Tuesday, 28 October 2008

Nathan Milstein, last of the great Russian violinists, caught on film

On Nathan Milstein’s death, Harold C. Schonberg of the New York Times wrote: “There can be no argument about Nathan Milstein's exalted place in the hierarchy of 20th-century violinists.” He was “probably the most nearly perfect violinist of his age”. S0 why doesn't he sell millions and make greatest hit albums ? Because he came from that rare breed of musicians for whom artistic merit was everything, far more important than popular success. Chasing publicity was vulgar, corrupting the purity of art. This message is perhaps even more relevant now than when aged 7 he played for Glazunov himself. Later he played with Heifitz and Horowitz, with whom he had a close, lifelong friendship. So how did he come to make one of the finest ever movies about performance ?

For several years, Christopher Nupen had tea with Milstein every Sunday at his home in Chester Square. One day Nupen said that a film of Paganini had been found in a film archive. “Why do you tell me such nonsense!” said Milstein. “Ah, but if the film existed, you’d be the first to want to see and hear what he did!” said Nupen. “It was a great moment of silence in my life. We both drank tea and I knew that he knew what I was up to”. Milstein realized then that film would be a unique way of preserving art for generations to come. “You win”, he smiled, and the documentary was made. He realised that film has a unique way of capturing performance no mere recording can ever match. Milstein wanted to see Paganini's personality, the way he expressed himself while playing. There's lots more to music than mechanical technique.

So in 1986, after 73 years on stage, Milstein made a film, playing the Kreutzer Sonata and the Bach Chaconne. It's being shown on BBCTV 4 on Friday 31st October, one of the absolute "must sees" in this series. It's won prizes all round. It's a beautiful performance, but even more significantly, this film is perhaps the last visual record of a master in the grand Russian tradition. It very nearly didn't get made because on the morning the concert was due to take place Milstein woke with an extreme pain in his arm. But he knew how important the film would be for posterity. So he spent the whole day working out alternative fingerings to ease the burden on that critical first finger. That might seem almost impossible, but Milstein had superlative technique. “He experimented with fingerings all the time”, says Nupen, “because he felt that if you always used the same fingerings, you’d lose spontaneity”. Often he’d play an opening in a certain way and when the recapitulation came, he’d play the same theme in the bar, but with different fingerings. It was a facility that he’d enjoyed polishing over the years until it came instinctively. On the film, he can be seen doing so. He doesn’t spare his painful finger entirely, because it’s important. But as Nupen says “His finger can be seen held up while the second, third and fourth fingers are busily playing away with tremendous virtuosity.” The performance has a vivacity that belies the pain the performer must have undergone.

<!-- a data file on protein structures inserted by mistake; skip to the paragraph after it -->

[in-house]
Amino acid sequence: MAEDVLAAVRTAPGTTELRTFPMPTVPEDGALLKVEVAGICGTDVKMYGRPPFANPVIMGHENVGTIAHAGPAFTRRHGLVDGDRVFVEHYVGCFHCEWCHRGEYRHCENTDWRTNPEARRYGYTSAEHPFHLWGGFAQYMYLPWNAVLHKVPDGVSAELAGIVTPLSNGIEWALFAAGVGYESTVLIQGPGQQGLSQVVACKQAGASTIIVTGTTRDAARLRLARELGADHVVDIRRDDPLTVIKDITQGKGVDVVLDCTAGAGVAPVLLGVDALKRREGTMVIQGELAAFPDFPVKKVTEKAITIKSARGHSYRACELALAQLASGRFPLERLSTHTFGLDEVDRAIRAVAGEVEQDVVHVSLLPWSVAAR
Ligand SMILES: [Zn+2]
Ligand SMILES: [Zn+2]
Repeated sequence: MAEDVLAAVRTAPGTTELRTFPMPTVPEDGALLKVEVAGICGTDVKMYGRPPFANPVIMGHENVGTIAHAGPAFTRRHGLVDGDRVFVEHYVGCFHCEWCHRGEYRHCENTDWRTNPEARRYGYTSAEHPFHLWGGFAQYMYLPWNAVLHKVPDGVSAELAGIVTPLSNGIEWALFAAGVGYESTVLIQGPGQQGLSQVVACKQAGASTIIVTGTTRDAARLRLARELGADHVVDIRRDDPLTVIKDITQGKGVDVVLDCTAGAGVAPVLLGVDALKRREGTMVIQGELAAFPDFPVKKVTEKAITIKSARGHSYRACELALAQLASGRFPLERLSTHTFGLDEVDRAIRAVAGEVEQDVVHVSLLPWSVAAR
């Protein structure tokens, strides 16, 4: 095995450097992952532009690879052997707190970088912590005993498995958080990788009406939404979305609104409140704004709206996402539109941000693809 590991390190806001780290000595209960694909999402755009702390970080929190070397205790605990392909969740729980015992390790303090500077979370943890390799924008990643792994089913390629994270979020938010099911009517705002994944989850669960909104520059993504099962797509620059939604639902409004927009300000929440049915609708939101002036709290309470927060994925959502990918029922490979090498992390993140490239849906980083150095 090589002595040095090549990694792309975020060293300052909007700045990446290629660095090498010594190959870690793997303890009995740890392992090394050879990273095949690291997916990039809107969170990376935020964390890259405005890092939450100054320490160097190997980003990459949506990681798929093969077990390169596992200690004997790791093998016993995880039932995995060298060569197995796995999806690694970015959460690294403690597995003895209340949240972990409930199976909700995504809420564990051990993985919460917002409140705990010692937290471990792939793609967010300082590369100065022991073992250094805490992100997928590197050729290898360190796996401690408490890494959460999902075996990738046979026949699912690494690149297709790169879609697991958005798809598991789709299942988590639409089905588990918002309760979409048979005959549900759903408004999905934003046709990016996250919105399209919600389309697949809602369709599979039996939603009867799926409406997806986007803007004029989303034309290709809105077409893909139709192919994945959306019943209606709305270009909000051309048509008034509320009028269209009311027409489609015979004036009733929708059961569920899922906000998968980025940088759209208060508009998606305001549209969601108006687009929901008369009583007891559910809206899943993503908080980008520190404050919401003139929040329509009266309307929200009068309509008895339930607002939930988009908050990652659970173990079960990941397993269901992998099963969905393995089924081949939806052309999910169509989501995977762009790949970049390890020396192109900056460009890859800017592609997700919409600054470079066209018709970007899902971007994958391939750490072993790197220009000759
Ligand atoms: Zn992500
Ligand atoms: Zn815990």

What Nupen loved about Milstein was his eagerness to keep learning and developing. Film-making is a complex process and there are many technical imperatives that have to be followed. Many artists might not appreciate this, but Milstein immediately understood. “There he was, at the age of 82, knowing hardly anything about television”, says Nupen, “but so willing to learn that he understood immediately what he needed to do to make the film work”. A lovely moment is captured on the film, when Milstein tunes his violin, but before he starts, you see him quietly looking down on the floor to see if he’s on the mark he’d been given to stand on to give the best angles for lighting. He knows the mark is there to make the film more accurate, so he moves into the right position and starts to play. “I find this immensely touching and impressive”, says Nupen. “There is so much temptation for someone in his position to be demanding but Milstein had absolutely no egotistical pretensions. He was willing to learn what was completely alien to him, if it would help the ultimate result”. He was courteous to even the most junior member of the film crew, respecting their art as well as his own. “When you stop learning”, he used to say”, quotes Nupen, “That’s when the trouble starts”.

Next week, the second part of the film will be shown, tracing Milstein's career from his childhood in Russia to America and eventually to London. But for now, watch the film of the performance on BBCTV4 and/or get the DVD from Allegro Films. Highly recommended !

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